After roughly forty-minutes of smoking, I worked my way into the second-third of my Mederos Fifty 3. The rough flavor profile I experienced in the first-third seemed to amplify considerably and resulted in a scratchy and sore throat. Each puff of smoke passed though the sinuses lead to a slight burning and irritation. All the while, I was beginning to develop an irritated patch on my tongue, much like an overly warm cigar does as it reaches the final inch.
The body picked up, ever so slightly, but remained firmly planted in the medium range. The finish was not as dry as it was at the start of the cigar, but it was most definitely more dry than I prefer in a smoke. The flavors were beginning to get lost in the irritation I was experiencing in my throat. The best I could manage was detecting a dry wood flavor.
The burn line is thin and even while producing a tightly compacted, light colored, ash. Just as in the first-third, the ash remains fairly weak and falls due to a slight bump after growing to roughly three-quarters of an inch in length. The draw remains fantastic while producing plenty of dense smoke.
As I approached the eighty-minute mark, I found myself partially through the final third of my Mederos Fifty 3 Torpedo. The body and finish remained consistent with that of the previous third. The overly aggressive smoke had me feeling as though I was on the ropes. My throat began to feel raw and each puff passed through my sinus created an irritated and burning sensation that lingered.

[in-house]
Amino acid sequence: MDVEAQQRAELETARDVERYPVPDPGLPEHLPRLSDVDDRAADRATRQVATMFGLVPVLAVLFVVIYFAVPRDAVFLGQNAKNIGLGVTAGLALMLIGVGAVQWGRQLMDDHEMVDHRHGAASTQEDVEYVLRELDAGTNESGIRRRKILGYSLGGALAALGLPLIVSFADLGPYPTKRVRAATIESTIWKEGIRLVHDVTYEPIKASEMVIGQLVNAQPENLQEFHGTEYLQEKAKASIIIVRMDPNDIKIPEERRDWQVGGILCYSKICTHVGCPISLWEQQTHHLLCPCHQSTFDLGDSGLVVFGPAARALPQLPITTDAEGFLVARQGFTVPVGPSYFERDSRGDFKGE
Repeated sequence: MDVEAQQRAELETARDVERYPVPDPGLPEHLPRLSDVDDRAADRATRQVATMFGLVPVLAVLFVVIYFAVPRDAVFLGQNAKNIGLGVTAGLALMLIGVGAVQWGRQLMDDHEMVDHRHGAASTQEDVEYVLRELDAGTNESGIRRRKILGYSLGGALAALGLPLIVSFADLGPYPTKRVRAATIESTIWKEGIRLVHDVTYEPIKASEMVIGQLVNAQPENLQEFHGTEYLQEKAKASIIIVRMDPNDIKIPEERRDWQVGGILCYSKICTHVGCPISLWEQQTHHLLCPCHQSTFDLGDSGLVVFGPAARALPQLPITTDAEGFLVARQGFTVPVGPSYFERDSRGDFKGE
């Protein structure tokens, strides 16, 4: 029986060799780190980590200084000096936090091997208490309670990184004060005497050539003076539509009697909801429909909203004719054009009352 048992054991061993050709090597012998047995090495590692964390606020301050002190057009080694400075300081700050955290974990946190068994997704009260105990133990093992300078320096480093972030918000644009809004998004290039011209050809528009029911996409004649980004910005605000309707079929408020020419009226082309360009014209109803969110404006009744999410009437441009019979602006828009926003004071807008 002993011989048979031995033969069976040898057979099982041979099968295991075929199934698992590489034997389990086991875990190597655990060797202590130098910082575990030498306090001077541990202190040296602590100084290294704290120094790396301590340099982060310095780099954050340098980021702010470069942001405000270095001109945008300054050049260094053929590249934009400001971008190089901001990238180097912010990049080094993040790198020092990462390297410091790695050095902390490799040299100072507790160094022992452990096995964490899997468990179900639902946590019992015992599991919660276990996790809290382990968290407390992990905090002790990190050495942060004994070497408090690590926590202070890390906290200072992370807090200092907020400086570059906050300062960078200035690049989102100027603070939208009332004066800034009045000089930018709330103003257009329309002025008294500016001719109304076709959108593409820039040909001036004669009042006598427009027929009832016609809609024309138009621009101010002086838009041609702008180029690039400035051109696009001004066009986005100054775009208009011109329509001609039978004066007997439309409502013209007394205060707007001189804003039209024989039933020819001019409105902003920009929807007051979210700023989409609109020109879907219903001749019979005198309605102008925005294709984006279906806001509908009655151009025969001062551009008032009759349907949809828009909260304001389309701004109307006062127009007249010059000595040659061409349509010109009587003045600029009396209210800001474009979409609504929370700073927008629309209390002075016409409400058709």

I struggled to pick out flavors but the irritation in my throat and sinus was simply too great to concentrate. The only flavor I was able to pick out was a very dry wood flavor. While this flavor can be appealing when paired with other flavor elements in a cigar, I believe this taste was simply amplifying my distaste for the cigar. Each puff made me want to take a gulp of water to try and hydrate my palate and wash away the irritation developing on my tongue.
The burn line was thin and even while producing loads of dense smoke. As the cigar grew shorter, it remained cool on both the palate and fingers. The ash which developed on the foot was light in color with a tightly compacted shape. This ash held on firm until reaching about three-quarters of an inch before easily dropping.
After having smoked several samples of the Mederos Fifty 3 and a single Mederos Fifty 1, I can say without a shadow of a doubt that I have a strong distaste for this cigar. Each and every sample produced an aggressive smoke that tore up both my throat and sinuses as I smoked. In the event that the cigar was smoked to the nub (as pictured), my sore through continued on to the following day and eliminated my interest in having my nightly cigar.
By the time I reached my third sample, I began dreading smoking more to produce both this written review and a video. I did my best to soldier through the final sample to complete the video but lost all interest and had to give up before hitting the half way mark.
In the cigars credit, it burned beautifully and produced plenty of dense smoke. In terms of burning characteristics and construction, this cigar was an absolute winner. Unfortunately, even with perfect burning conditions, a cigar is not enjoyable unless it tastes good as well. While these cigars may be someone’s favorite, they are not my cup of tea.